After three weeks of feeling spritely, it’s safe to say the tiredness has officially kicked in. It hit me like a brick wall mid-last week and I’ve been feeling sleepy ever since. It’s not quite into the realms of chemotherapy exhaustion, but my eyelids feel heavy and I can see myself becoming partial to afternoon naps. In a month’s time I may be like a walking zombie. On the plus side, though, my skin is still only very slightly red and I’m not feeling any soreness from the radiotherapy.

The highlight of my week was when a lady asked me how I did my eyeliner. As all of my girlfriends will testify, I have never been able to do make-up, particularly not eyeliner, so the lady’s question came as something of a small triumph to me. Fair enough, she was a lady in the hospital, whose husband was having radiotherapy, and not some fashionista on the streets of Dublin, but nevertheless I gave myself a small pat on the back. If having cancer has taught me nothing else, at least it’s shown me how to do eyeliner.

Other highlights of the week involved the radiotherapy computer breaking down and causing a waiting-room backlog, sparking a rare conversation among patients; witnessing 13 seconds of snow in Dublin from the office window, while all my friends and family in the UK had several inches of the stuff; being caught in a horizontal hailstorm that materialised just moments after perfect blue sky and sunshine earlier today; and being told by the heavy-accent Irish guy who came out to fix my TV that I have a ‘tick accent’. Other than that, it’s been pretty uneventful.

On the hair-front, IMG_4351I was afforded the opportunity for a rare back-of-head shot this weekend, on account of having a visitor from London, so I seized the chance. IMG_4424As you can see, I do have a bit of hair, but it’s slow progress. The good news is it’s growing back brunette, rather than grey or ginger. (I’ve mentioned previously that people’s hair can grow back a completely different colour after chemo, and very often grows back curly before it goes straight).

As you can see in the second photo, I still have plenty around the sides, including the partial resurgence of the famous Pricey sideburns, but still no sign of anything on top. (Please excuse the eyebrow situation – a result of the aforementioned horizontal hailstorm).

The green shoots, it seems, are appearing in all the wrong places, as I realised this morning I suddenly have rather hairy legs. Seriously?! Firstly, it took me just three weeks to lose every strand of hair on my head, yet pretty much every strand of hair on my arms remains strong and sturdy, 6 months after starting chemo. And then, just when I want my head hair to grow back in a hurry, I go and get hairy legs! Where is the justice? I’m going to have to start shaving again!

Cancer is a marathon and I’m on the ‘final straight’. So how come I feel like crap? Read my latest HuffPost blog here:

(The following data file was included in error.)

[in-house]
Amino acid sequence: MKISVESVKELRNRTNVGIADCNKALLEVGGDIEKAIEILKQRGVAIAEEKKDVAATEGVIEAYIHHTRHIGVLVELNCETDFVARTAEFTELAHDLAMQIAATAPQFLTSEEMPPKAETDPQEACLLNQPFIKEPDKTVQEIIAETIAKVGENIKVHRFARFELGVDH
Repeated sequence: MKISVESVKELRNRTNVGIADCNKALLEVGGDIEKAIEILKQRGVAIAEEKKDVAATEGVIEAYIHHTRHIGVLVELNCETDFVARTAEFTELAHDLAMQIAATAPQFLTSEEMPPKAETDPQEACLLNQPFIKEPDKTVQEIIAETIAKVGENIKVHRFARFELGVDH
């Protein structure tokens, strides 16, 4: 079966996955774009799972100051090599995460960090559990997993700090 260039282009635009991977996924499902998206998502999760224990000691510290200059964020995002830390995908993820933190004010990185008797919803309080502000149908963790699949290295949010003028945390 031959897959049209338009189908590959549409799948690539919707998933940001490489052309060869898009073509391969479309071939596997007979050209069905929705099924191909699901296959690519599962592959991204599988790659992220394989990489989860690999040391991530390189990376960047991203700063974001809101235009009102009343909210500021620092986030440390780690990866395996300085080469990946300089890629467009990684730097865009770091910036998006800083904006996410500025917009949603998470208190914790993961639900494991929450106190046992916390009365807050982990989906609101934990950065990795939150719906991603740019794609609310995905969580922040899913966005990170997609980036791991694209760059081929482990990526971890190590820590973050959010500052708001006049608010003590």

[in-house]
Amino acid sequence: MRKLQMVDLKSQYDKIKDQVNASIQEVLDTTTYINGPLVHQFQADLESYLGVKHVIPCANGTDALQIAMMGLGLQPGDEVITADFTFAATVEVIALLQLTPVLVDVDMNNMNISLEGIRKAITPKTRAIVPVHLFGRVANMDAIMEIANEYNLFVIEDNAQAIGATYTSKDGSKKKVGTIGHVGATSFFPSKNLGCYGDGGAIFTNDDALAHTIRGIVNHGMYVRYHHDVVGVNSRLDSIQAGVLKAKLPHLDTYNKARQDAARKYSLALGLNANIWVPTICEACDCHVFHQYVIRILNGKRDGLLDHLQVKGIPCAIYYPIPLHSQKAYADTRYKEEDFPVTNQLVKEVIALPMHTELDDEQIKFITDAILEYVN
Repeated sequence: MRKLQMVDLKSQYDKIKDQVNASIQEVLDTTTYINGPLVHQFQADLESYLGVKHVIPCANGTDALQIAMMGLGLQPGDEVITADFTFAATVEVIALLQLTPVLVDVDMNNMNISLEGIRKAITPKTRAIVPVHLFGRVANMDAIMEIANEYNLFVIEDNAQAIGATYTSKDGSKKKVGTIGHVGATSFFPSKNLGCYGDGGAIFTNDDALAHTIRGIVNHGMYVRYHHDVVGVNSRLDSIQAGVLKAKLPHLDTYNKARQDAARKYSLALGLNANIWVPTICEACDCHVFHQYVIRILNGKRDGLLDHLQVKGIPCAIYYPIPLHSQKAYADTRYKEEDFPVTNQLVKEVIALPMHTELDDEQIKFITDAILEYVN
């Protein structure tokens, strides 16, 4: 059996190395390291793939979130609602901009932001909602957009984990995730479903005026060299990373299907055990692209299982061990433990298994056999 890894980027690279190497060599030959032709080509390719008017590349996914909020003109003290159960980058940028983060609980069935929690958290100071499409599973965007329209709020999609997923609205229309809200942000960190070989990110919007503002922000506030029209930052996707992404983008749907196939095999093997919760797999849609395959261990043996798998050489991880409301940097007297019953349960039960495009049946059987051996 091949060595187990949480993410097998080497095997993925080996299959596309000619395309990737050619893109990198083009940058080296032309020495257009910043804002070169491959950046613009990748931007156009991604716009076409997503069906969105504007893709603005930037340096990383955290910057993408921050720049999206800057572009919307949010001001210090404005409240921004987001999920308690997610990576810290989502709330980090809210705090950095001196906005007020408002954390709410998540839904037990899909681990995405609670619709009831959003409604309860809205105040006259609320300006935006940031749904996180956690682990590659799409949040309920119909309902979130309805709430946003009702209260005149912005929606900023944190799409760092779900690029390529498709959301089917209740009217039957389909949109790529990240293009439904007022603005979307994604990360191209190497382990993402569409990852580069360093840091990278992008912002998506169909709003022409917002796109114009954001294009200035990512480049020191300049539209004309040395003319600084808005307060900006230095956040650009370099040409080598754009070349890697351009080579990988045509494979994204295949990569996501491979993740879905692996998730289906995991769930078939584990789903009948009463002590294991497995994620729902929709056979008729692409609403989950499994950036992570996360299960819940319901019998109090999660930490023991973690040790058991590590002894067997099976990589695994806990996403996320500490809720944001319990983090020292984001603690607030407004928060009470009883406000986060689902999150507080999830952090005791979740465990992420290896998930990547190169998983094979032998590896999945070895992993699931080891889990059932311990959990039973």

http://www.huffingtonpost.co.uk/laura-price/cancer-treatment-final-straight_b_2529840.html

5am Get out of bed, 9am arrive in Dublin, 9:30am eat leftover turkey-and-stuffing sandwich and sausage for breakfast in taxi to hospital, 10:45am locate correct wing of enormous hospital and have CAT scan and three boob tattoos all before 11:30am. Plane journey sitting next to the most vile, drunken chav duo from hell, then back to Manchester in time for dinner at a city bar, spot I’m a Celebrity… Get Me Out of Here! and Coronation Street actress Helen Flanagan out on the razzle dazzle with her mates and leave just as the paparazzi arrive… Bed by midnight. All in a day’s work for a dedicated cancer-fighter like me!

Apart from the paparazzi (who I think were there to photograph Miss Flanagan, rather than my dear self), I expect what most intrigued you from the above were the words “boob tattoo,” so let’s delve a little further into that subject. Disappointingly, the tattoos are not actually on my boobs. They are all in a line below my boobs – one in the very centre, and one on each side.

First, I lay on the machine while the big whirring CAT scan machine bobbed me under and took a few pics (this was painless and took two minutes). Then a young man called Owen (or Eoghan – I’m not at one with Irish spellings yet but will ask him next time) appeared as if from nowhere with a felt-tip pen and drew some lines on me in an X-marks-the-spot fashion. He and another lady called Olivia stuck some stickers on me and finally Owen/Eoghan tattooed me with a needle at the meetings of each of the three Xs. It wasn’t painless but was basically just the same pin-prick as a quick injection and was over in minutes.

Above-left, you can see what one of the tattoos on my side looked like yesterday after the tattooing took place (please excuse the bra marks). It looks sort of painful and bruised, but I can assure you it’s just ink and was not in the least bit painful. Fortunately the Xs washed off, and to the right you can see what the tats look like post-wash. I was kind of expecting them to be a little smaller – you can certainly see them – but I couldn’t care less. I now have three permanent scars from my cancer and three little tiny speck tattoos, and I love having the war wounds to remind me what I’ve been through. Something to show the grandkids, I s’pose…

I have just posted the pics of the tiny specks on my side as I have a feeling I might regret it if I post the one in the middle of my cleavage, so I won’t…

Meanwhile, it seems the lovely Miss Flanagan decided to go bra-less last night, according to the Daily Mail. I’m thinking maybe she was doing it in sympathy for me?